When not to use AFAs

AFAs, AFAs, AFAs. Despite being a legal operations nerd, I am almost tired of hearing about them. They seem to have acquired a reputation as a panacea or per se “innovative,” when in actuality they come with their own set of pitfalls and have been used by a lot of organizations for decades. None of this is to say they don’t have their place but, as with most things, the key is not whether your claims or law department uses AFAs but whether it is any good at doing so.

The first step to getting good at AFAs is to know when not to use them. There are situations in which they just aren’t appropriate. Here are three examples.

When the current situation is satisfactory

One of the drivers among law departments interested in AFAs seems to be that they want to be innovative. But innovation is a means to an end, not an end in itself. If you analyze the data and determine your current hourly arrangement is cost-effective and gets excellent results, don’t change it. Instead, find an area of your law department operations that really should be improved and fix that, whether through alternative pricing or some other means. Otherwise, your AFA program is a solution looking for a problem. Changing an arrangement that is working well is a waste of your time and that of your outside counsel, who is apparently doing a great job for you and probably has better things to do than spend a lot of unbillable time being “innovative.” Respect the hard work they put in by letting them do their jobs.

When the stakes are high, and you have no substantial experience scoping and pricing the kind of matter in question

If you are new to AFAs, for your own sake, don’t jump straight into the deep end of the pool. I once consulted for a law department that wanted to be “innovative” by using an AFA for an M&A deal. They wrote up a contract whereby outside counsel would be paid up to $750k on an hourly basis, at which point they would enter what they called a “donut hole.” Counsel would continue to bill hourly but wouldn’t be paid until they got up over $1M in billings, which of course they did (no surprise there). The trouble was, the contract not only wasn’t explicit about but was totally silent on the subject of whether reaching $1M in billings would entitle outside counsel to be paid for the donut hole between $750k and $1M. Naturally, outside counsel interpreted the silence to mean they were entitled to that money, and in-house counsel interpreted it to mean they weren’t. The situation took months to resolve and left everyone involved feeling like amateurs.

So, don’t go there. Start small or not at all.

You lack any one of the following prerequisites to success:

  • Good data on a body of matters that at least seem similar to the one you are considering the AFA for.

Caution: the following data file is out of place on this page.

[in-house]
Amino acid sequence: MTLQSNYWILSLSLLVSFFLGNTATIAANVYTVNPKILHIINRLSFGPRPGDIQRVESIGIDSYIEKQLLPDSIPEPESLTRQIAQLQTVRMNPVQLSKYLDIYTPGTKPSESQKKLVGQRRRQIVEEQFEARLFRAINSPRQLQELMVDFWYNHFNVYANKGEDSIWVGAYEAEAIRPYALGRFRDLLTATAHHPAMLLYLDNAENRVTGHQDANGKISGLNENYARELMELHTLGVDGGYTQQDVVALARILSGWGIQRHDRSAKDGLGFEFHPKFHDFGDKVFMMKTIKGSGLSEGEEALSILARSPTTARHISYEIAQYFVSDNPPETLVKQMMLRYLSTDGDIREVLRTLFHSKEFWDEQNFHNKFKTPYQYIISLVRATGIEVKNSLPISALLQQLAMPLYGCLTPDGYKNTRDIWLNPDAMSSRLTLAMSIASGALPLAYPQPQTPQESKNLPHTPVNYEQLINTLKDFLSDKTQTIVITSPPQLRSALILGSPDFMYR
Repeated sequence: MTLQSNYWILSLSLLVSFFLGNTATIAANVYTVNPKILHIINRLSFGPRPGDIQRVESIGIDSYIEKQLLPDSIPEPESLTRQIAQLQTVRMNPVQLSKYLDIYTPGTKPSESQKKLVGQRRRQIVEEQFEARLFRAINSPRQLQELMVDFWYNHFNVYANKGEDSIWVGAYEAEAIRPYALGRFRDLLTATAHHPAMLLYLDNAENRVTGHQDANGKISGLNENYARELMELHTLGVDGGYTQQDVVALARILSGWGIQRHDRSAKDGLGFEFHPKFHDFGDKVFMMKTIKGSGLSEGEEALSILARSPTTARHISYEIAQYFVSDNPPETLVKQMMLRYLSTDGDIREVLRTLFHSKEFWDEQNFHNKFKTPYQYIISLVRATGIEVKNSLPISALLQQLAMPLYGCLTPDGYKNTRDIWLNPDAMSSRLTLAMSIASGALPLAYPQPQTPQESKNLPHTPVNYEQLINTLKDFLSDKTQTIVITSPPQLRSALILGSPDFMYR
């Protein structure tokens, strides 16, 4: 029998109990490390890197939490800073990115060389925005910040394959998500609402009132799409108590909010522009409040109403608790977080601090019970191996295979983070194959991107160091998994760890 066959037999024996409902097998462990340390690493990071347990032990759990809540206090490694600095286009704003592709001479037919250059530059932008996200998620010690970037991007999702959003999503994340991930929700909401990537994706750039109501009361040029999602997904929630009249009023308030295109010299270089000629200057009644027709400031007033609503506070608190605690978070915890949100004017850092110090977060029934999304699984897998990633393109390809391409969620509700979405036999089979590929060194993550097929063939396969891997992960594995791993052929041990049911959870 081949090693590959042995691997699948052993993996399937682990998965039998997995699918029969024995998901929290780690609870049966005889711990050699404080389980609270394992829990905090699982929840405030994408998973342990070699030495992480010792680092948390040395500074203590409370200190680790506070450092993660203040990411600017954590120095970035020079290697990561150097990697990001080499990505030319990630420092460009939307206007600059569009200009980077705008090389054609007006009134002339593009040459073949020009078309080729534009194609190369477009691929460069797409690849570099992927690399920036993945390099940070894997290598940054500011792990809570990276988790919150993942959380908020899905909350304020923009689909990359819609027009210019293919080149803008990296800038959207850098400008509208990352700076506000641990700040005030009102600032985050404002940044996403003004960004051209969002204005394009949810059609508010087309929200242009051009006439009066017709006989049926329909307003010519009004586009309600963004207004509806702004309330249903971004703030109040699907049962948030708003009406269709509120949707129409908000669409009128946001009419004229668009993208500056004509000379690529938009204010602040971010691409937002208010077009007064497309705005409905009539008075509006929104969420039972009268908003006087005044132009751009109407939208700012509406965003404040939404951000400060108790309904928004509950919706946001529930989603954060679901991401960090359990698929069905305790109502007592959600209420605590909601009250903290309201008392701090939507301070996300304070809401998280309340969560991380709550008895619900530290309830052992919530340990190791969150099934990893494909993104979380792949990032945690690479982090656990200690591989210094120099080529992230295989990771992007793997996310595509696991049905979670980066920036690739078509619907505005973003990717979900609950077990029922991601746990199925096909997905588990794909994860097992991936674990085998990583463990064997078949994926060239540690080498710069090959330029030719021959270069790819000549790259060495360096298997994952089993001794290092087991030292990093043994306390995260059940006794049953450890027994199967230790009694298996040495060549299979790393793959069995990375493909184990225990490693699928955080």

• The time, patience and institutional memory to sift through those matters and identify which ones are actually similar, as well as any differences. Do this by talking to the people who claim the matters are all similar and interrogate them like the KGB. It will likely come out that some matters bear only superficial similarities to the one in question, and they should be excluded from the analysis. In fact, after subtracting irrelevant matters, you may find your sample size has diminished to the point where you can no longer do a proper analysis. Game over.

  • A sharp legal data analyst to help you price the matter. This person should be empowered to tell an attorney that they are wrong. Otherwise, they will just tell you what you want to hear.
  • At least three firms who are sincerely interested in doing this type of work on an AFA basis. You need as many as feasible, not only to keep bidding competitive but also because they will bring different perspectives to the table and help generate options a smaller group couldn’t.
  • The recognition on both sides that you are probably going to have to continue administering the AFA even after the initial agreement is signed. There will be issues. If you are running a portfolio of AFA matters, the way the portfolio is run will need to be continually monitored and iterated. All of this is hard work, so don’t spike the football on the five-yard line.

Keep in mind that even if you check all the boxes above, you have only confirmed that AFAs are not inappropriate. That’s a necessary first step, but it’s not proof of which AFA is the best option. From here, though, you can proceed with the hard work of actually deciding what will work best for you.

About The Author

Nathan Cemenska

Nathan Cemenska, JD/MBA, is the Director of Legal Operations and Industry Insights at Wolters Kluwer's ELM Solutions. He previously worked in management consultancy helping GCs improve law department performance and has prior experience as a legal operations business analyst.

In past lives, Nathan owned and operated a small law firm and wrote two books about election law. He holds degrees from Northwestern University, Ohio State University, and Cleveland State University.